“Lemma the Librarian – The Last Dance”


Published: 14 April 2018*


“The Last Dance” brings an end to the episodic nature of the series. Everything from here on out is welded quite tightly into the main plot – or, rather, the main plot constitutes what happens in the last three stories. Spoilers for “The Last Dance” from here on out. What seems like a straightforward get-the-book smash-and-grab (which involves Lemma and Iola going undercover in a harem, because @midorikonton knows which side her bread is buttered on) turns into the return of fairy murdergoblin “Red” for his third and final confrontation with Lemma. Red loses, although mostly thanks to Iason and Rhoda and Rhoda’s Machamp rage-demon Sonneillon. (Rhoda being, of course, the person Lemma used the ghost last time to call for.)

Lemma’s desire to be enslaved is something she’s been dealing with, more or less successfully, up until this point, but it’s something Iason and Iola don’t actually know about yet. That reticence is now coming back to bite her in the ass. The most important conflict in this story isn’t the fight against Red, or Lugal’s** magic clothes; it’s between Lemma and Iola over what the right course of action while trapped in the palace is. Lemma wants to give in, of course, but Iola’s experience with mind-control has been a lot more traumatic than Lemma’s, and she has a very strong personal/cultural “go down fighting” ethos, and she doesn’t seem to have this particular kink on any level anyways. We were reminded just last story of all of Iola’s trauma around the whole magical mind-controlled sex thing. But unlike that time, Lemma, for strategic reasons, doesn’t feel like she has to room to let Iola do her own thing. So she doesn’t just go along with the enchantments, she actively throws her magical weight behind glamouring Iola too. Iola doesn’t know the actual reasons Lemma did this, but I’m not sure it’d make a difference anyways: she would understand it, correctly, as just as awful a betrayal either way.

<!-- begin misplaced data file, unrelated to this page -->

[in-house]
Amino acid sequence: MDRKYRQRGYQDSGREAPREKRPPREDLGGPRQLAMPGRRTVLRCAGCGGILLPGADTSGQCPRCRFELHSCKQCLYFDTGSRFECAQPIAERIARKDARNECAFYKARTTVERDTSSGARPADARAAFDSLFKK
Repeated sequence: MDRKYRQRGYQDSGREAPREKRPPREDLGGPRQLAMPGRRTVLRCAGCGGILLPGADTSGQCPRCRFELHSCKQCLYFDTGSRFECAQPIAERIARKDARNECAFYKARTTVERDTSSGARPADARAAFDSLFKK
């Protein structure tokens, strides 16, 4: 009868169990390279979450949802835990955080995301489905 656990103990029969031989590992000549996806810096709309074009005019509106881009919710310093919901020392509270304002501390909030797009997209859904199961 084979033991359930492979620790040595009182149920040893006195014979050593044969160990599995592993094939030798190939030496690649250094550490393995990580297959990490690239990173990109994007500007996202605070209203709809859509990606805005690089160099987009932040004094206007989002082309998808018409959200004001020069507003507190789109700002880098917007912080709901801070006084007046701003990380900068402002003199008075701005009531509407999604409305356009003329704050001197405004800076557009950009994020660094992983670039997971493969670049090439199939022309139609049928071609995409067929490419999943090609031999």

The party – now up to four with the addition of Rhoda – is off to Hattush to find the last, most apocalyptic book, and it’s all very dramatic. But what sticks with me the most about the end is Iola’s refusal to tell Lemma everything’s ok.

*Look, it was supposed to be out this week, but the EMCSA (my canonical reference for links and dates) is on a one week break, I’m travelling next week, and its been posted to Tumblr now. Also it’s been burning a hole in my drafts folder for nearly a month now. ;P